For pathogens, it would be the prevention of the spreading of that pathogen. Problem is, there is no identified pathogen. Horning/Lipkin draw a blank. So against which pathogen do you want to prevent? Problem is, there are no known ones.

    Sure, the psych*-doctors know that it is the patient who is to blame. Excuse my sarcasm, but to them it is the patient who is doing something wrong, in his/her wicked ways, as patients are – the patients simply “need” guidance by professional psych*-doctors. So their “prevention” would be some form of “education”. Maybe teaching “resilience to fatigue”? Problem is, they think the disease exists in the minds of their patients, but their disease model exists only in the doctor’s heads, not in reality.

    Or do you want to somehow target groups at risk, and do something? Problem is, there are no identified risk groups. (Again pardon my sarcasm) Sure, the psych*-doctors will tell you it is crazy women who are at risk, but that is not reality – everybody is “at risk”.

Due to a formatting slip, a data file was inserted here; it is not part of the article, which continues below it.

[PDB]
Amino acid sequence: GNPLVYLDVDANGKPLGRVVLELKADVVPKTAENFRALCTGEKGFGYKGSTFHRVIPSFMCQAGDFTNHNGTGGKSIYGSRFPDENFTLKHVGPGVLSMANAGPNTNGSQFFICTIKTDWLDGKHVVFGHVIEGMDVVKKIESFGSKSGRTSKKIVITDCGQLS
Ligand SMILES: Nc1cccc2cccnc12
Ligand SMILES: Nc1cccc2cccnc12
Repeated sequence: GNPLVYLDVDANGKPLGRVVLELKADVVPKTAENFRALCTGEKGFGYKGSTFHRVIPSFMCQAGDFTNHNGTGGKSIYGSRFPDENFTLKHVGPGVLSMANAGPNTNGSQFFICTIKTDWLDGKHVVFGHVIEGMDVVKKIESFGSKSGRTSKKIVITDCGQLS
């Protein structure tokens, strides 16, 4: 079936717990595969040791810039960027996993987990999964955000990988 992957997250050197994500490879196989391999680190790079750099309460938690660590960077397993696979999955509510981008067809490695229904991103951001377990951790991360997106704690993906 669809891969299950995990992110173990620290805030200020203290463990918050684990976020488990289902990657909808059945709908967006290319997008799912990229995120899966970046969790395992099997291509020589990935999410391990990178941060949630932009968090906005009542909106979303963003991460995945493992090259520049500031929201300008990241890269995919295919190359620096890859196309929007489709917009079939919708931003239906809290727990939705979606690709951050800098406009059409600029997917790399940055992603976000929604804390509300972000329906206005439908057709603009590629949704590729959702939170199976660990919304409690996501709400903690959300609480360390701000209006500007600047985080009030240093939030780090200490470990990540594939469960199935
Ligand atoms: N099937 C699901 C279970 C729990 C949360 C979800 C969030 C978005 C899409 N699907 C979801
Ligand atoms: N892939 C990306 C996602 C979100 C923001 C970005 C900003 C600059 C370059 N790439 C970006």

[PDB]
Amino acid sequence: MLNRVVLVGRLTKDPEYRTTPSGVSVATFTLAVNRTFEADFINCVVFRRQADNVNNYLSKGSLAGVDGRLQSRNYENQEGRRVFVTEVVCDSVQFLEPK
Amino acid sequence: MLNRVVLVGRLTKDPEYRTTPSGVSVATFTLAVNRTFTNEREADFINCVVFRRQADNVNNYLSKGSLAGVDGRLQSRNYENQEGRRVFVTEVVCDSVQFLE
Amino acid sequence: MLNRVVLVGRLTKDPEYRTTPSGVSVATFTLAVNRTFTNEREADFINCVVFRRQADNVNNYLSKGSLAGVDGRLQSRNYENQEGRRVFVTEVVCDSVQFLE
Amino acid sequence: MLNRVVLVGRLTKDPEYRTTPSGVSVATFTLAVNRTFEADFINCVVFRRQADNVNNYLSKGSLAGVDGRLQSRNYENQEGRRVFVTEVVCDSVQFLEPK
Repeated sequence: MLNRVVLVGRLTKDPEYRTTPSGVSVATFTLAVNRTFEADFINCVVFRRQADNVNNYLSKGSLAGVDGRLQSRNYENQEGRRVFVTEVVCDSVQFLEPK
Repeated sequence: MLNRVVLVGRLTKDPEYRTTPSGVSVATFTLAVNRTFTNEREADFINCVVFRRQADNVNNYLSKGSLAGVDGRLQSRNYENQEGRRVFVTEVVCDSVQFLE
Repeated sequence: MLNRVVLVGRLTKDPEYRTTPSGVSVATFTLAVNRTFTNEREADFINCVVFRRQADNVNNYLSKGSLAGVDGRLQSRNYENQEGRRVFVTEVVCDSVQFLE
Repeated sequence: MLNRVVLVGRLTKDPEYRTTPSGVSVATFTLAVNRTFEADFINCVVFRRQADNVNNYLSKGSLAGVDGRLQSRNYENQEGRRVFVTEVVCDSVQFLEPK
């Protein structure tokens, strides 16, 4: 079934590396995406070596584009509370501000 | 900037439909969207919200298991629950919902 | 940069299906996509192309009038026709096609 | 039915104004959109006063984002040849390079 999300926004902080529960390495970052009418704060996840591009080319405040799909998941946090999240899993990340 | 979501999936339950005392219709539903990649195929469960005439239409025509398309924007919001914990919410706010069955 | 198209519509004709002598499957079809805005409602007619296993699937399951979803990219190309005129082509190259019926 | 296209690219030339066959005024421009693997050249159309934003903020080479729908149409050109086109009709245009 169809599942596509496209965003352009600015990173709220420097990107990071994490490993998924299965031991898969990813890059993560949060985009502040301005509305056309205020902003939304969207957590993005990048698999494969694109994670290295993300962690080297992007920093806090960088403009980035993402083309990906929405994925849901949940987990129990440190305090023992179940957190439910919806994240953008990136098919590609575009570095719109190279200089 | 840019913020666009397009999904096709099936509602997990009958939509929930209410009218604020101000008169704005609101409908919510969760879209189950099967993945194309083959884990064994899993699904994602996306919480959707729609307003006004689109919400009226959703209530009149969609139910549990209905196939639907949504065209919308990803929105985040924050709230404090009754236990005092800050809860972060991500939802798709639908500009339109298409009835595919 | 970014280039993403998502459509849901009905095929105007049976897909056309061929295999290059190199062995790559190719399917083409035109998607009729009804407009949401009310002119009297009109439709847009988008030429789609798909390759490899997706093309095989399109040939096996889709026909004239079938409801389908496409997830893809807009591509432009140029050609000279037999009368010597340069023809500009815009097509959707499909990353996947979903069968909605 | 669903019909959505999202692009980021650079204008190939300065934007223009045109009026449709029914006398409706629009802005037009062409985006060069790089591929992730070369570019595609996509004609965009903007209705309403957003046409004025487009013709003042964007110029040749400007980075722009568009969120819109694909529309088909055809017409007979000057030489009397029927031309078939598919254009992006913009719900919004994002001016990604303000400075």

Did I miss some school of thought here? Oh, maybe the mainstream nutritional disciples will scare us of cholesterol, or saturated fat, or whatever they think is the current bogey man. Problem is, these things aren’t the cause either.

    So you need some preformed notions about ME/CFS to even consider “prevention”. And the problem is that none of those preformed notions about ME/CFS are in any way backed up by robust studies.

    It is noble to think about preventing ME/CFS, but unless we know more about the cause(s), any talk about “prevention” is pure fantasy, a waste of resources, and potentially quite harmful to the patient.

    Try to find out affected pathways, try to find out cause(s) – and demand loud and clear that any prevention is based on clearly identified pathways and causes. I am afraid that any result of such a conference will be: “Doctors need to teach crazy women how to avoid tormenting their doctors with their problems.” They might formulate it with more psych*-medical jargon, so it doesn’t sound so offensive.

    The CFIDS needs to be highly critical of this – otherwise this could have catastrophic effects on the people with ME/CFS.